Wednesday, February 1, 2017

Becoming American heroes

Well, we made it through January. Now it's February, Black History Month. Tomorrow is Groundhog Day. Whether or not Punxsutawney Phil sees his shadow in Pennsylvania, here in Minnesota I'm predicting at least six more weeks of Winter. That will probably keep me indoors a lot which will provide time to read some James BaldwinNikki Giovanni and, of course, Langston Hughes, right after I finish reading Claudia Rankine's Citizen.

cover of "Citizen" by Claudia Rankine

I once lived and worked at a time and in a city where neighbors were afraid any home for sale would lead to "block-busting;" when South Boston's Irish Roman Catholics, I'm ashamed to say, fiercely opposed school desegregation.

Until last year's election, I thought / hoped we had made some real progress realizing that we're Americans first and anything else second. That's an "identity politics" I hoped we could all support. It seems I may have been uncharacteristically, and unduly, optimistic. And yet, and yet, if we look really hard, we can find stories of solutions being crafted by those most of us would consider as antagonistic as James Baldwin and David Duke, or me and Steve Bannon, sitting down with others and talking (and talking) to find common, mutually acceptable solutions to problems we share.

cover of "Rancher, Farmer, Fisherman" by Miriam Horn

Several examples of such efforts are written up by Miriam Horn in Rancher, Farmer, Fisherman. I encountered a similar model, The Blackfoot Challenge, last night while skimming through the current issue of Orion magazine. As the article notes:
The Blackfoot Challenge began in the early 1970s, when ranchers and river lovers acknowledged a lack of fish in the beleaguered Blackfoot River in western Montana (the legendary trout waters at the heart of Norman Maclean’s epic novella, A River Runs Through It). But the group had no data to back their claim, so in the 1980s they started a chapter of Trout Unlimited and helped launch some of the first biological studies on the river. This effort wasn’t spearheaded by the USFWS, the Bureau of Land Management, Montana Fish, Wildlife & Parks, or any other agency that had long drawn local ire; the locals themselves did it, and had to face what they found: all tributaries that made up the watershed were affected by problems resulting from timber cutting, grazing and farming, the legacy of mining, interactions among seven different communities, hunting and fishing issues, and public access to waters—the list went on and on. So a series of community meetings began that, in 1993, were formalized as the Blackfoot Challenge. 
“The Blackfoot Challenge is not about imposing solutions,” said the organization’s chairman, Jim Stone, a third-generation rancher and owner of a cow-calf operation in Ovando, Montana, called Rolling Stone Ranch. “We’re that communication bridge that allows the communities to form their own opinions and help build working plans with our partners. We just sat down, put our egos aside, and went to work.”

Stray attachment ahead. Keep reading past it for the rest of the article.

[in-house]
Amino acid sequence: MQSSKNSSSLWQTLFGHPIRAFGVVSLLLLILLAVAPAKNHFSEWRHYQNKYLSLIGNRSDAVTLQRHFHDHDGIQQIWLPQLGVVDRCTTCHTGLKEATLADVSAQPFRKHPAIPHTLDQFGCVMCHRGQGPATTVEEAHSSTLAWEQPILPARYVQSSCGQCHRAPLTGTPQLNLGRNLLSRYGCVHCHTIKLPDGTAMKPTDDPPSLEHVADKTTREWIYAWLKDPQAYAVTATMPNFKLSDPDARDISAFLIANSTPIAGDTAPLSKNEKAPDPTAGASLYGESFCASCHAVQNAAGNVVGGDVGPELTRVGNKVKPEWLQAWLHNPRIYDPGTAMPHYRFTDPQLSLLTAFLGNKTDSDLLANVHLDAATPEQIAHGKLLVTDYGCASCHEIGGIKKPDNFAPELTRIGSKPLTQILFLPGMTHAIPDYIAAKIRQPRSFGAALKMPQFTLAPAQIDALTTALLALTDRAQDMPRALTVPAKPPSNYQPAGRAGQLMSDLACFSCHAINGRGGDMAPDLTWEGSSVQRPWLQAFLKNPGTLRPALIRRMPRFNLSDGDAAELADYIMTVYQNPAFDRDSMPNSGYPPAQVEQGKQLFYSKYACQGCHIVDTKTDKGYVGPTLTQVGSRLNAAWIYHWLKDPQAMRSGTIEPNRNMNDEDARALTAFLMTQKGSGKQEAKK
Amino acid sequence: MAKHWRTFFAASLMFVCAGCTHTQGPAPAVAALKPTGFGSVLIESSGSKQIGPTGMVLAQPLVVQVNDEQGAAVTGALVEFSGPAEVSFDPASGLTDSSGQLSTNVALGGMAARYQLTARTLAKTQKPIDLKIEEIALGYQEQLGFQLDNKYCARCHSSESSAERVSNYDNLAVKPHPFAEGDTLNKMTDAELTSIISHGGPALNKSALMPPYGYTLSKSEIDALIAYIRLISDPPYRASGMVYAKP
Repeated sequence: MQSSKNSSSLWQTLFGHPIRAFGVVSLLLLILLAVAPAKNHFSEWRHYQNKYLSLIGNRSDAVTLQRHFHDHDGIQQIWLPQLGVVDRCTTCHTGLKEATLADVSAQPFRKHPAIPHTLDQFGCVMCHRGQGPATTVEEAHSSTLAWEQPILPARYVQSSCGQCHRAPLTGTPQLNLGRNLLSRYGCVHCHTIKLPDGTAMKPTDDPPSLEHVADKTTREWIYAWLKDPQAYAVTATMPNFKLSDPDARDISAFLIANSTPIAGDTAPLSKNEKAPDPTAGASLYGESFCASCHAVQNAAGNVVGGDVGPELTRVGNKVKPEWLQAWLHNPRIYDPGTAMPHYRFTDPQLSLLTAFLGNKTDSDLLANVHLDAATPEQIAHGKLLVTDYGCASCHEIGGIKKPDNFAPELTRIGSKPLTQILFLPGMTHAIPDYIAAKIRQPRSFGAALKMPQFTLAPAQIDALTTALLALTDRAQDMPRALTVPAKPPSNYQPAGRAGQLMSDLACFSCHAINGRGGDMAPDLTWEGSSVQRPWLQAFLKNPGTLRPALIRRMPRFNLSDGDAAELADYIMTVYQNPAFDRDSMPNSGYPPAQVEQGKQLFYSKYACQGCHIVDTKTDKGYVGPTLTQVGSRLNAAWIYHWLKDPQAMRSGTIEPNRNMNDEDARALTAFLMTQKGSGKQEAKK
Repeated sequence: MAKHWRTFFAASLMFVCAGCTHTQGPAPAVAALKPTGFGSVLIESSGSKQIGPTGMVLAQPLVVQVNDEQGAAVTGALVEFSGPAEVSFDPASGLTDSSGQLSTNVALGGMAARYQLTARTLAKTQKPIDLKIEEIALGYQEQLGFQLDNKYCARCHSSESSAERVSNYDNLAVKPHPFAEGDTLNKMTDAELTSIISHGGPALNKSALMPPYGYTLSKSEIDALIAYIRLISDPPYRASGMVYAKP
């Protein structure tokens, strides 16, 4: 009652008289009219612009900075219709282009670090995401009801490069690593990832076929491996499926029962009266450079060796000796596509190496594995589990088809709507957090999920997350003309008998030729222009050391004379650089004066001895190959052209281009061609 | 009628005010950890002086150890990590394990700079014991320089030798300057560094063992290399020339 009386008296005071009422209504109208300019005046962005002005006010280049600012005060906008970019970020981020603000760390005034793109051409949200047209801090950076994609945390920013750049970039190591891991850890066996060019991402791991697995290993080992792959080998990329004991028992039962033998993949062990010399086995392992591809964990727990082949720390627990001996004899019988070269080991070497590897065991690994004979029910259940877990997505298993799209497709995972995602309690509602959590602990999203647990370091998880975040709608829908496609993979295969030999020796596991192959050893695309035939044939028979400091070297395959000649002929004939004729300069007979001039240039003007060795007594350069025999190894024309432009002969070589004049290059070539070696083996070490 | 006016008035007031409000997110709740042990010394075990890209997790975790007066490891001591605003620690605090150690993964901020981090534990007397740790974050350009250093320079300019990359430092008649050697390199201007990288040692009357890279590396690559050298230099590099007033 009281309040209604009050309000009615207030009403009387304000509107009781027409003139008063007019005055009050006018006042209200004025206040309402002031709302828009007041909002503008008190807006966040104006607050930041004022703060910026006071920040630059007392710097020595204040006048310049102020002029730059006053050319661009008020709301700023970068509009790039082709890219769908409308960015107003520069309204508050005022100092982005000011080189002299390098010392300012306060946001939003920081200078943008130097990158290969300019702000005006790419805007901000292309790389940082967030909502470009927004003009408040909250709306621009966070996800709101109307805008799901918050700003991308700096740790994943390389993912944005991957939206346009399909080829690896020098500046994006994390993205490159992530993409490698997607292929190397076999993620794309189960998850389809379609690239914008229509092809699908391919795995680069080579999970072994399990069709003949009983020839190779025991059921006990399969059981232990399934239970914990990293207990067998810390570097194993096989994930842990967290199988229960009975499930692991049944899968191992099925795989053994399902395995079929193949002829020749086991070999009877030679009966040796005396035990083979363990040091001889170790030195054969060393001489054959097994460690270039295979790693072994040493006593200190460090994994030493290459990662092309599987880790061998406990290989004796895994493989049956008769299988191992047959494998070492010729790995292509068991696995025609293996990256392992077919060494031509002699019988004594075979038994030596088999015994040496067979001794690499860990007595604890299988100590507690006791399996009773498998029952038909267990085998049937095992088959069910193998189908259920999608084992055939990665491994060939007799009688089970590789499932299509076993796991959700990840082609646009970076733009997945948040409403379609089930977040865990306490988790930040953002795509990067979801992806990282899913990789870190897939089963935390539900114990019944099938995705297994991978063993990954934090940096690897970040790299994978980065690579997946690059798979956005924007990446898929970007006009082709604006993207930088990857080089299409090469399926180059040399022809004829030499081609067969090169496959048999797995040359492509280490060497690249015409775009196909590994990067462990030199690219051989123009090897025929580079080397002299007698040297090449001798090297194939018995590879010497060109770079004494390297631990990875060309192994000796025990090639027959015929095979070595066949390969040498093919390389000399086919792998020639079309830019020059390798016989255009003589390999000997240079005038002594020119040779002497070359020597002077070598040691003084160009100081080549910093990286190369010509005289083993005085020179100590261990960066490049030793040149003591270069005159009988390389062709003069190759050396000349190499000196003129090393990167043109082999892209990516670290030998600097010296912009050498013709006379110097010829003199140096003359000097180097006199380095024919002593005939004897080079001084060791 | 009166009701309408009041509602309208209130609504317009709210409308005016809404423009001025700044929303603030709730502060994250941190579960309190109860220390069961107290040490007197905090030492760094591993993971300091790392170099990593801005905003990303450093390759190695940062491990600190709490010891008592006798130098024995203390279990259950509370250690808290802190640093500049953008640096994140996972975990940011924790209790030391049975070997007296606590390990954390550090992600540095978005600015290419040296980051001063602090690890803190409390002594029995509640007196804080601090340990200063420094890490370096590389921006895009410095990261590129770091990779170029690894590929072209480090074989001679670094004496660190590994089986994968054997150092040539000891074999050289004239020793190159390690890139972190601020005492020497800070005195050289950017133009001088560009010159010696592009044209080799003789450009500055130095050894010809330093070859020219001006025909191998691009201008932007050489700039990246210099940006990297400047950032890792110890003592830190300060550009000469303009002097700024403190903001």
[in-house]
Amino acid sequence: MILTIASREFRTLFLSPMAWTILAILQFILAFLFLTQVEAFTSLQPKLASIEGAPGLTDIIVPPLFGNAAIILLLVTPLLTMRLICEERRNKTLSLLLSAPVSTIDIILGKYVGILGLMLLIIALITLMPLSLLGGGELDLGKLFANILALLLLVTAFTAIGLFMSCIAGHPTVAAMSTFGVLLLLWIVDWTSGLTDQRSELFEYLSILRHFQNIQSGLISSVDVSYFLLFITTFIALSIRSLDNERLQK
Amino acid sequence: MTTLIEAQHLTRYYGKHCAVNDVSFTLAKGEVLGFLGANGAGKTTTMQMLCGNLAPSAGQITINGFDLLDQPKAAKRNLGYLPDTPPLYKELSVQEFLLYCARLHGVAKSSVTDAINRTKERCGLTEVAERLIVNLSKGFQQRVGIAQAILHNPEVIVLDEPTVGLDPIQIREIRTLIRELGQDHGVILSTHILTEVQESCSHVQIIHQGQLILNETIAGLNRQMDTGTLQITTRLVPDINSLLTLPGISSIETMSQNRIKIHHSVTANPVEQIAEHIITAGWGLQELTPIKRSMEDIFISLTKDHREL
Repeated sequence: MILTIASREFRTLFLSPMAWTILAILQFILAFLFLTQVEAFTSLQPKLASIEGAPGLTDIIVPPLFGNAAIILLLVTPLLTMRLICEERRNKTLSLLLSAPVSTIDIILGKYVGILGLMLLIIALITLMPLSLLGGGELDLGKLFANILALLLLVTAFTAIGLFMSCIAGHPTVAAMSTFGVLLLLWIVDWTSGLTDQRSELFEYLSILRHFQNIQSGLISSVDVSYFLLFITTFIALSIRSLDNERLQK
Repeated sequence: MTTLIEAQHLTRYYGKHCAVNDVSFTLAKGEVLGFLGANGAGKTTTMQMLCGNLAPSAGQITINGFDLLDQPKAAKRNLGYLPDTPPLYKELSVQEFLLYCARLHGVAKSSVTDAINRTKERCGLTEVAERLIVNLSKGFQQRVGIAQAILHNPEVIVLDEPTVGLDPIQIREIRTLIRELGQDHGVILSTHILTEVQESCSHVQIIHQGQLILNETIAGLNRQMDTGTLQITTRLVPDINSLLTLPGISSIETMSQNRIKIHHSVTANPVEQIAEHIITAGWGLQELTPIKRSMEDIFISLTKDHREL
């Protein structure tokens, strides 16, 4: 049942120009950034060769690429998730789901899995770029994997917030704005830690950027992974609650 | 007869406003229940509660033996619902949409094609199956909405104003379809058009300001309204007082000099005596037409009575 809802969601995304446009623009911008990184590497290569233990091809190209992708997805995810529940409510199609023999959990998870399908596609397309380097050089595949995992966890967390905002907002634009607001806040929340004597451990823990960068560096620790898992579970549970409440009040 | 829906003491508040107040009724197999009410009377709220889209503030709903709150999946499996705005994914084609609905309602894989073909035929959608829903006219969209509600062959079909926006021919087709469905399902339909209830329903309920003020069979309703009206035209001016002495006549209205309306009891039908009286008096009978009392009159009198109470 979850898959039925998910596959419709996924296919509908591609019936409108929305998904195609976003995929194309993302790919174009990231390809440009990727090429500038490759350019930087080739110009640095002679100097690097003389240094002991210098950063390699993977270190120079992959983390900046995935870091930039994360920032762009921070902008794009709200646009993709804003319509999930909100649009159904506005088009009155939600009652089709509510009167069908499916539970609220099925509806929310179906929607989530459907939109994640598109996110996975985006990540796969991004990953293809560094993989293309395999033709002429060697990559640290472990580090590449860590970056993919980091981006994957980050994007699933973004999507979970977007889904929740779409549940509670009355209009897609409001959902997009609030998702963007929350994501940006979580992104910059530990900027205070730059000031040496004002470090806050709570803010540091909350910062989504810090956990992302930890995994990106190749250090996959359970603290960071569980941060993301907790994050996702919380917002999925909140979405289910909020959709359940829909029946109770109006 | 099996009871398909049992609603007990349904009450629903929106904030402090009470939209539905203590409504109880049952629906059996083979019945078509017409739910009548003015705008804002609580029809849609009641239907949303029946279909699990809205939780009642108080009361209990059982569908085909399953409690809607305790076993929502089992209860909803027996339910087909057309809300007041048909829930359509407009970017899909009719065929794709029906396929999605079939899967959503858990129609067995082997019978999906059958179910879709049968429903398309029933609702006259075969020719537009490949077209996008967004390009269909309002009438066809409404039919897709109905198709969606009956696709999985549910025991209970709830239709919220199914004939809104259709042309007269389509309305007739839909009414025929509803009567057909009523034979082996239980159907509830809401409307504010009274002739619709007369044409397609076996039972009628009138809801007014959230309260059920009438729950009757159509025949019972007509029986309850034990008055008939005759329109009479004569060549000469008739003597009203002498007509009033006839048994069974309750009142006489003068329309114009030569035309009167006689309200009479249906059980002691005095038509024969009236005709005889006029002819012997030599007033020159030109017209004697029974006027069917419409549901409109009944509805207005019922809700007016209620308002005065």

All too often, politicians and industry have "talked" as a way to avoid really responding to issues. They didn't actually have what developers sometimes refer to as "skin in the game." That has frequently ended up with crude, top down, imposed solutions, because letting real problems fester wasn't, and isn't, acceptable either, since there is no "Planet B" and we are all in and on this together. I find it exceptionally ironic that a (poorly crafted) "Muslim Ban Executive Order" was signed by a president who won only a minority of the popular vote just days before the start of Black History Month.

I've found that self-inflicted wounds are often the most painful. Perhaps as part of our recovery from our own recent wounds, we should explore what makes efforts like The Blackfoot Challenge and those in Rancher, Farmer, Fisherman work. I'm not sure, but I think Governor Dayton has something like these examples in mind when he talks about Minnesota's Water Ethic.

Whether the issues revolve around race or conservation or environmental justice, it seems to me that if we can create enough of our own successes solving our own problems, we might even be able to get by with fewer politicians. That's a goal we all could probably support, right?

BLK History Month

By Nikki Giovanni

If Black History Month is not
viable then wind does not
carry the seeds and drop them
on fertile ground
rain does not
dampen the land
and encourage the seeds
to root
sun does not
warm the earth
and kiss the seedlings
and tell them plain:
You’re As Good As Anybody Else
You’ve Got A Place Here, Too

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